A COMPARATIVE QUALITY OF WORK LIFE ANALYSIS OF CUSTODIAL AND SOCIAL SERVICE PERSONNEL IN SECURITY AND TREATMENT ORIENTED PRISONS
This dissertation is a comparative study of personnel from two prisons--one having a more custodial orientation, the other placing more emphasis on treatment functions. The thirteen hypotheses explore the differences between custodial and social service employees in the following areas: job enrichment and satisfaction, work motivation, and attitudes toward providing helping services to inmates. Data was collected by means of a job enrichment questionnaire, individual interviews, participant observation, and data feedback and discussion with the top managers of both prisons. Major findings include the following: (a) social service personnel within and across sites rated their jobs as significantly more enriched than did custodial staff; (b) correctional officers (COs) in the treatment oriented prison perceived themselves as having significantly more job enrichment and satisfaction than did respective staff at the custodial facility; (c) in general, both social service and custodial employees across sites derive their primary job satisfaction from interpersonal and "helping" activities that involve inmates; (d) personnel in the treatment facility (both custodial and social service) express a significantly higher need for intrinsic job attributes and a lower need for material job factors, in contrast with personnel working at custodial prison; (e) receptivity to social service programs and to COs taking a more active helping role are associated with both job and setting--that is, social service personnel across sites and COs in the treatment oriented facility are more supportive of both measures; (f) similarly, authoritarianism is a function of both job and site, and it is negatively correlated with receptivity to social service programs; (g) among line COs from both sites, there is no relationship between receptivity to social service programs and the number of years working within the correctional field; (h) COs working in the treatment oriented prison do not experience additional role confusion in attempting to realize the dual goals of treatment and security. The above differences can be explained with respect to the degree of activism and personal satisfaction that accompany the job respective job performance of custodial and social service personnel. Social service functions are more likely to encompass the criteria that constitute job enrichment. . . . (Author's abstract exceeds stipulated maximum length. Discontinued here with permission of author.) UMI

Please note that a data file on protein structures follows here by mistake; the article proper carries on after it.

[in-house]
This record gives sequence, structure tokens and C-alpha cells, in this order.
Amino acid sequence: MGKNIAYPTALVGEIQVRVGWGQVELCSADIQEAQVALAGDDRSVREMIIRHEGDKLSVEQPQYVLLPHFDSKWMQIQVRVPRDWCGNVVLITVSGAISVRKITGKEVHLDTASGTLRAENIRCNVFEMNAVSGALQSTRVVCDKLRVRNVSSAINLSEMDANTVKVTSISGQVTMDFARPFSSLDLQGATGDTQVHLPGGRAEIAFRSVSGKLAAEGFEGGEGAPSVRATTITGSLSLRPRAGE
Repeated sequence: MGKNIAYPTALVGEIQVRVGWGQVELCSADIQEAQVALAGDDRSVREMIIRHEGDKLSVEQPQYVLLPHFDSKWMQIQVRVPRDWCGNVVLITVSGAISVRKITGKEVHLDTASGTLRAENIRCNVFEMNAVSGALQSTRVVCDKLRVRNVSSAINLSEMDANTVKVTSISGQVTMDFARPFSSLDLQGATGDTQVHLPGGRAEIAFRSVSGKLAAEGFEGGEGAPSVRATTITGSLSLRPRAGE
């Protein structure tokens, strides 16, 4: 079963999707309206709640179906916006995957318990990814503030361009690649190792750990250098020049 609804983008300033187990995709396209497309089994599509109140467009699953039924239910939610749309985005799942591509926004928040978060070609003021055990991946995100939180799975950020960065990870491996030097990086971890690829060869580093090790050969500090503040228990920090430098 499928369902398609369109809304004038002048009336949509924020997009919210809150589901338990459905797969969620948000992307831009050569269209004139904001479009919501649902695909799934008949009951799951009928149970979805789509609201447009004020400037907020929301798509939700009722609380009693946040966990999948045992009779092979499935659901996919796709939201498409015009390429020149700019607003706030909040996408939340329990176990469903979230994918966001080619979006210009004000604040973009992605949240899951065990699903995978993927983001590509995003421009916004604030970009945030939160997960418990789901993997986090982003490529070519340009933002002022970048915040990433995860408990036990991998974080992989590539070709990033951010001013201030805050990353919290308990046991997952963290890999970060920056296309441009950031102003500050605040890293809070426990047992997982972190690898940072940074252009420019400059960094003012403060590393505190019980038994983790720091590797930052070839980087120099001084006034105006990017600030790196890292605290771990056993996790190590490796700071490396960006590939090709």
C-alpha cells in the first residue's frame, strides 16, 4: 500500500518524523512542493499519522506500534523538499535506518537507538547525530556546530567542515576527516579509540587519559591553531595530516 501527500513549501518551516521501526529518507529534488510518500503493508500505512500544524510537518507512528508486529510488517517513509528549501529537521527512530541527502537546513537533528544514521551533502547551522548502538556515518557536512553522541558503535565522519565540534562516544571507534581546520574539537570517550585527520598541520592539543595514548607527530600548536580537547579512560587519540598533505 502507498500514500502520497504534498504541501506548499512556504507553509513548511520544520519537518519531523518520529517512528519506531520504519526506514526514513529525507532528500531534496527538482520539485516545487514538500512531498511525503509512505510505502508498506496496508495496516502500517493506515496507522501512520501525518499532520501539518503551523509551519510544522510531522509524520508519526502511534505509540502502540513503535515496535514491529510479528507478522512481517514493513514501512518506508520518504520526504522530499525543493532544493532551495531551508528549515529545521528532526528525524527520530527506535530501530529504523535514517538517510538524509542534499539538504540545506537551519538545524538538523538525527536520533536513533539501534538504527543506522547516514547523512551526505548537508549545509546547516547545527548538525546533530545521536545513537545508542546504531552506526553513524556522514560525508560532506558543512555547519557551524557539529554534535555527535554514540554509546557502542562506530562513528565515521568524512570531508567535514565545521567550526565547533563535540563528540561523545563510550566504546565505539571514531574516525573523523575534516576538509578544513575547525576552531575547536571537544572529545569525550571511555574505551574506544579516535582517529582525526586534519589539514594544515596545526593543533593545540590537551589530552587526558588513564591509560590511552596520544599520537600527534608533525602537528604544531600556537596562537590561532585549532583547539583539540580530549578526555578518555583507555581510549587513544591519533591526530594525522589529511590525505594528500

WEISS, HENRY DAVID, "A COMPARATIVE QUALITY OF WORK LIFE ANALYSIS OF CUSTODIAL AND SOCIAL SERVICE PERSONNEL IN SECURITY AND TREATMENT ORIENTED PRISONS" (1983). Dissertations available from ProQuest. AAI8317150.